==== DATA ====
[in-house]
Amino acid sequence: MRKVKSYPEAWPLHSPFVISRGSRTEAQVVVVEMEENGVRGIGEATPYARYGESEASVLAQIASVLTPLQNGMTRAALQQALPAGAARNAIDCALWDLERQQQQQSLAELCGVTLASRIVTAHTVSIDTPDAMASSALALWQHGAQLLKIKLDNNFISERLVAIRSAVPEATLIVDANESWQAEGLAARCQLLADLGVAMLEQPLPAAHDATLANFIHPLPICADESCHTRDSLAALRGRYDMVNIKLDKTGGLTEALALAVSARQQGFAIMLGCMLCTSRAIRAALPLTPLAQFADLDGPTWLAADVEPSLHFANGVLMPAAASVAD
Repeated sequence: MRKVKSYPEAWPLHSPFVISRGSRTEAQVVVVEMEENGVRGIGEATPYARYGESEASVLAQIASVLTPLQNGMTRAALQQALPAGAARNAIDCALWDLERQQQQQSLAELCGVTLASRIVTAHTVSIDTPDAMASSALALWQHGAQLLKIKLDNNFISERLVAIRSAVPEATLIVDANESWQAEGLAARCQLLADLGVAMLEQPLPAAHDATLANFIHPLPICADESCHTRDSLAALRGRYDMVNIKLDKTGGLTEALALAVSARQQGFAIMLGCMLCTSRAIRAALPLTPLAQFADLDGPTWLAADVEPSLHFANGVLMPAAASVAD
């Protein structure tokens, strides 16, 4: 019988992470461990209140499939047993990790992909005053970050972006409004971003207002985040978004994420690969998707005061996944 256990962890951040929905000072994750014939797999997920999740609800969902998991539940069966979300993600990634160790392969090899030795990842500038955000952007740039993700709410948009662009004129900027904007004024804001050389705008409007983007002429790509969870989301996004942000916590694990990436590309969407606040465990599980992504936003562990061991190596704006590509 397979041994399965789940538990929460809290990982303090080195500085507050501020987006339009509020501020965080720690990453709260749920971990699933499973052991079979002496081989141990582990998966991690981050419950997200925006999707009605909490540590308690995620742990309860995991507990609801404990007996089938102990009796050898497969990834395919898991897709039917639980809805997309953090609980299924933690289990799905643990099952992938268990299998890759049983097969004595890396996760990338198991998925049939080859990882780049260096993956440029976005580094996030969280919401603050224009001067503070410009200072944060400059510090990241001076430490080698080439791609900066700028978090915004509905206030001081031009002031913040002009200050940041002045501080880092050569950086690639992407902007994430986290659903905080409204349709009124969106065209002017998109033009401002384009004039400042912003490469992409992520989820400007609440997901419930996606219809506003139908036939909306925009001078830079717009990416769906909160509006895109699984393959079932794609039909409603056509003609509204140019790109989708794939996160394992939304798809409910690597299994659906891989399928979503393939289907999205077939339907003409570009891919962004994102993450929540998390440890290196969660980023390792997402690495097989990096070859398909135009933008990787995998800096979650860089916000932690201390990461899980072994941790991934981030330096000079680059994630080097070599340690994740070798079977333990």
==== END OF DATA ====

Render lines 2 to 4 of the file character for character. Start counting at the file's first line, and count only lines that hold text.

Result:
Amino acid sequence: MRKVKSYPEAWPLHSPFVISRGSRTEAQVVVVEMEENGVRGIGEATPYARYGESEASVLAQIASVLTPLQNGMTRAALQQALPAGAARNAIDCALWDLERQQQQQSLAELCGVTLASRIVTAHTVSIDTPDAMASSALALWQHGAQLLKIKLDNNFISERLVAIRSAVPEATLIVDANESWQAEGLAARCQLLADLGVAMLEQPLPAAHDATLANFIHPLPICADESCHTRDSLAALRGRYDMVNIKLDKTGGLTEALALAVSARQQGFAIMLGCMLCTSRAIRAALPLTPLAQFADLDGPTWLAADVEPSLHFANGVLMPAAASVAD
Repeated sequence: MRKVKSYPEAWPLHSPFVISRGSRTEAQVVVVEMEENGVRGIGEATPYARYGESEASVLAQIASVLTPLQNGMTRAALQQALPAGAARNAIDCALWDLERQQQQQSLAELCGVTLASRIVTAHTVSIDTPDAMASSALALWQHGAQLLKIKLDNNFISERLVAIRSAVPEATLIVDANESWQAEGLAARCQLLADLGVAMLEQPLPAAHDATLANFIHPLPICADESCHTRDSLAALRGRYDMVNIKLDKTGGLTEALALAVSARQQGFAIMLGCMLCTSRAIRAALPLTPLAQFADLDGPTWLAADVEPSLHFANGVLMPAAASVAD
């Protein structure tokens, strides 16, 4: 019988992470461990209140499939047993990790992909005053970050972006409004971003207002985040978004994420690969998707005061996944 256990962890951040929905000072994750014939797999997920999740609800969902998991539940069966979300993600990634160790392969090899030795990842500038955000952007740039993700709410948009662009004129900027904007004024804001050389705008409007983007002429790509969870989301996004942000916590694990990436590309969407606040465990599980992504936003562990061991190596704006590509 397979041994399965789940538990929460809290990982303090080195500085507050501020987006339009509020501020965080720690990453709260749920971990699933499973052991079979002496081989141990582990998966991690981050419950997200925006999707009605909490540590308690995620742990309860995991507990609801404990007996089938102990009796050898497969990834395919898991897709039917639980809805997309953090609980299924933690289990799905643990099952992938268990299998890759049983097969004595890396996760990338198991998925049939080859990882780049260096993956440029976005580094996030969280919401603050224009001067503070410009200072944060400059510090990241001076430490080698080439791609900066700028978090915004509905206030001081031009002031913040002009200050940041002045501080880092050569950086690639992407902007994430986290659903905080409204349709009124969106065209002017998109033009401002384009004039400042912003490469992409992520989820400007609440997901419930996606219809506003139908036939909306925009001078830079717009990416769906909160509006895109699984393959079932794609039909409603056509003609509204140019790109989708794939996160394992939304798809409910690597299994659906891989399928979503393939289907999205077939339907003409570009891919962004994102993450929540998390440890290196969660980023390792997402690495097989990096070859398909135009933008990787995998800096979650860089916000932690201390990461899980072994941790991934981030330096000079680059994630080097070599340690994740070798079977333990």